Opening Reception: N/A
Khosrow Hassanzadeh was born in 1963 in Tehran, to a working class Azerbaijani family. Hassanzadeh spent most of his youth in museums and cinemas, a refuge from the streets of the capital where he worked selling bananas to tourists. After joining the Basidji as a volunteer soldier fighting for two years on the border of Afghanistan and fighting as a conscript for a further two years in the 1980-88 Iran-Iraq war, he chose to follow his heart and paint attending Persian literature classes at Azad University and taking art classes with Aydin Aghdashloo, a painter and former adviser to Queen Farah. Thirteen years later as his work was being shown in the British Museum he continued to work in a fruit and vegetable shop in downtown Tehran not wanting to abandon his roots.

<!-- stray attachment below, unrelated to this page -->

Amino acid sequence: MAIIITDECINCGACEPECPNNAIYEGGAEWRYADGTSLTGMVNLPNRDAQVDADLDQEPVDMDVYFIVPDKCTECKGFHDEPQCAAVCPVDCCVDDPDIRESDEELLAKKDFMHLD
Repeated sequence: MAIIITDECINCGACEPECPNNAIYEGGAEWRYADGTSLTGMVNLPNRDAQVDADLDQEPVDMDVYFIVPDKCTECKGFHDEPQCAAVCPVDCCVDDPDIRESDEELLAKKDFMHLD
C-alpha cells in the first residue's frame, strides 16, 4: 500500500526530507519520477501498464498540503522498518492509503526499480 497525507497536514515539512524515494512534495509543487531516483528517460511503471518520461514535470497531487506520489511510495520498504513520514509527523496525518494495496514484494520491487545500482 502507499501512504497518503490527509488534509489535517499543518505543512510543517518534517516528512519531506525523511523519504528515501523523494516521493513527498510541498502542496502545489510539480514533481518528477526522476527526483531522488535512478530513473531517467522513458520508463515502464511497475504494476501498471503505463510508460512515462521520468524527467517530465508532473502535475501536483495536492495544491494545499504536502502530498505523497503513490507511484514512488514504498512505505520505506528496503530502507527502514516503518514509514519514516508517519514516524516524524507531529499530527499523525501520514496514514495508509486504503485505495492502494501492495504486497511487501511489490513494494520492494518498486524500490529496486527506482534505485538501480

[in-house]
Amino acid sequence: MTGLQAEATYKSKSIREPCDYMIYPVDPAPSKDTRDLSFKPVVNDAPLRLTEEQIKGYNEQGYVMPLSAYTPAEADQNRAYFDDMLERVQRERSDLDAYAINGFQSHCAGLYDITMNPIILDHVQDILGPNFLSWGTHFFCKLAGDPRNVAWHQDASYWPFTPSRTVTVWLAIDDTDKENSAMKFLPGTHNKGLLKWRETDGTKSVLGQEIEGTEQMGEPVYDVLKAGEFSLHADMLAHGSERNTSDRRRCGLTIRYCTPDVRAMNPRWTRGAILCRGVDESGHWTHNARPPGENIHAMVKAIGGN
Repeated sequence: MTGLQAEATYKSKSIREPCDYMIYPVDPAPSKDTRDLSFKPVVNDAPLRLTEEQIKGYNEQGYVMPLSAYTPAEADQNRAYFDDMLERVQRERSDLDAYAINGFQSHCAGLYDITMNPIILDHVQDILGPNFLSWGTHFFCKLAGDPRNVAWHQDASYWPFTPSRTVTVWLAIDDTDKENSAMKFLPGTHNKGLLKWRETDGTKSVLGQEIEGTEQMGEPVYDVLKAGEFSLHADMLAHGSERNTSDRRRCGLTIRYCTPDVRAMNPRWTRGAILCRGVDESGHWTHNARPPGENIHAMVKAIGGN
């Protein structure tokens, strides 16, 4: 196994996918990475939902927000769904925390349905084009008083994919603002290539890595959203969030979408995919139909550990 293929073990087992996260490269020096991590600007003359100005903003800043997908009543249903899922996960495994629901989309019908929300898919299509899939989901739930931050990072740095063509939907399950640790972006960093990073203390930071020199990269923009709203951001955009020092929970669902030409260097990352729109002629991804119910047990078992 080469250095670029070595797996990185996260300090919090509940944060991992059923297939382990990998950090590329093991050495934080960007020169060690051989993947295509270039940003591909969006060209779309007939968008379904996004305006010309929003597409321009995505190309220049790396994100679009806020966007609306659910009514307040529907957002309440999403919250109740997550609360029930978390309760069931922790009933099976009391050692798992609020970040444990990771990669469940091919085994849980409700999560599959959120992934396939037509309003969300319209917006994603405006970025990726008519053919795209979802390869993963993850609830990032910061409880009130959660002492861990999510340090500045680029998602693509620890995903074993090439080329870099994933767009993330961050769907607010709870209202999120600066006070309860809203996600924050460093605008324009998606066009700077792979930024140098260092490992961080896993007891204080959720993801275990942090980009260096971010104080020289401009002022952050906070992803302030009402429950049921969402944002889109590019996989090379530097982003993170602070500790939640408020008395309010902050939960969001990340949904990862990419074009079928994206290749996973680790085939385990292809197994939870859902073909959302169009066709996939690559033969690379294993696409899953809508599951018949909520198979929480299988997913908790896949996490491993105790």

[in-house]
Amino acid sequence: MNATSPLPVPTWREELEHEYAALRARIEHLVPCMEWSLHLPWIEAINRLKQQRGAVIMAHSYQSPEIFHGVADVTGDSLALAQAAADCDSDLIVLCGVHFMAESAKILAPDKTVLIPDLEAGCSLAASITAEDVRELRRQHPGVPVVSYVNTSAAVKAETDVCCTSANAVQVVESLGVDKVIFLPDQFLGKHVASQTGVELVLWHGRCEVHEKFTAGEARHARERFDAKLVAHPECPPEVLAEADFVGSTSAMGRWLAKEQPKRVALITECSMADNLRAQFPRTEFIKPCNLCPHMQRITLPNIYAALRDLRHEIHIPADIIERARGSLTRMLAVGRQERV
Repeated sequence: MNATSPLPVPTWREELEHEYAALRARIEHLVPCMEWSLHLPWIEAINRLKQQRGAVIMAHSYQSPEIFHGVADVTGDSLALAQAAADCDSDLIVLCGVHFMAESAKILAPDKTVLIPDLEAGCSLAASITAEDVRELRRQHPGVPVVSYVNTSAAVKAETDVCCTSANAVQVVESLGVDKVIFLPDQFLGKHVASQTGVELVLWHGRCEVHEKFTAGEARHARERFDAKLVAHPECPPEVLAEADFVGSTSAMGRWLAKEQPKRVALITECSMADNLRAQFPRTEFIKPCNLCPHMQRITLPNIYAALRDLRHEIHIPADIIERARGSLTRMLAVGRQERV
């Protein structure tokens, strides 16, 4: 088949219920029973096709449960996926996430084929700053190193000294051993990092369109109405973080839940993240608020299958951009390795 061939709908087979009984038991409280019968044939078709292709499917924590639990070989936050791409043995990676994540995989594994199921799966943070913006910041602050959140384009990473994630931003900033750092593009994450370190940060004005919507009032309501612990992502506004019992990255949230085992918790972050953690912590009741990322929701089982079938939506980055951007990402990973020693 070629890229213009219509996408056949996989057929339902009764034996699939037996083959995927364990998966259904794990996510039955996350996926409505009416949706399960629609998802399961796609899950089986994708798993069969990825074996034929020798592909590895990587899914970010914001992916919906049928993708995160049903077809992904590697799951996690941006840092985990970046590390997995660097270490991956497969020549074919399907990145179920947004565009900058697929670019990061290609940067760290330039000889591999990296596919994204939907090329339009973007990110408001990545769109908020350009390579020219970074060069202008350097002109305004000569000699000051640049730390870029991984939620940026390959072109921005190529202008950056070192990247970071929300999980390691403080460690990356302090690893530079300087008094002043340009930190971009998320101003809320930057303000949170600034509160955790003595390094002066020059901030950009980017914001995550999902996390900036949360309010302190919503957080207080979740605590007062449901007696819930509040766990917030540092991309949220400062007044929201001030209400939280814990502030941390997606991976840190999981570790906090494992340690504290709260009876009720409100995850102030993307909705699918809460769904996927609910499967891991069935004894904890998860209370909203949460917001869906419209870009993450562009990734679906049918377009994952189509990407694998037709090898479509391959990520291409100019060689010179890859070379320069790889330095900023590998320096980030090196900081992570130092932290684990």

Like many of his fellow artists in Tehran, Hassanzadeh has faced the disappointment of not being able to show some of his paintings, which have been exhibited in the West, at home. A series on his impressions of war as well as a series on Iranian prostitutes depicting the tragedy of their lives were both banned in Tehran.
But Hassanzadeh does not think of himself as a political painter: “I feel my artwork should reflect a serious subject. I hate politics, but I have been branded a political painter but really in Iran everybody has to be political.”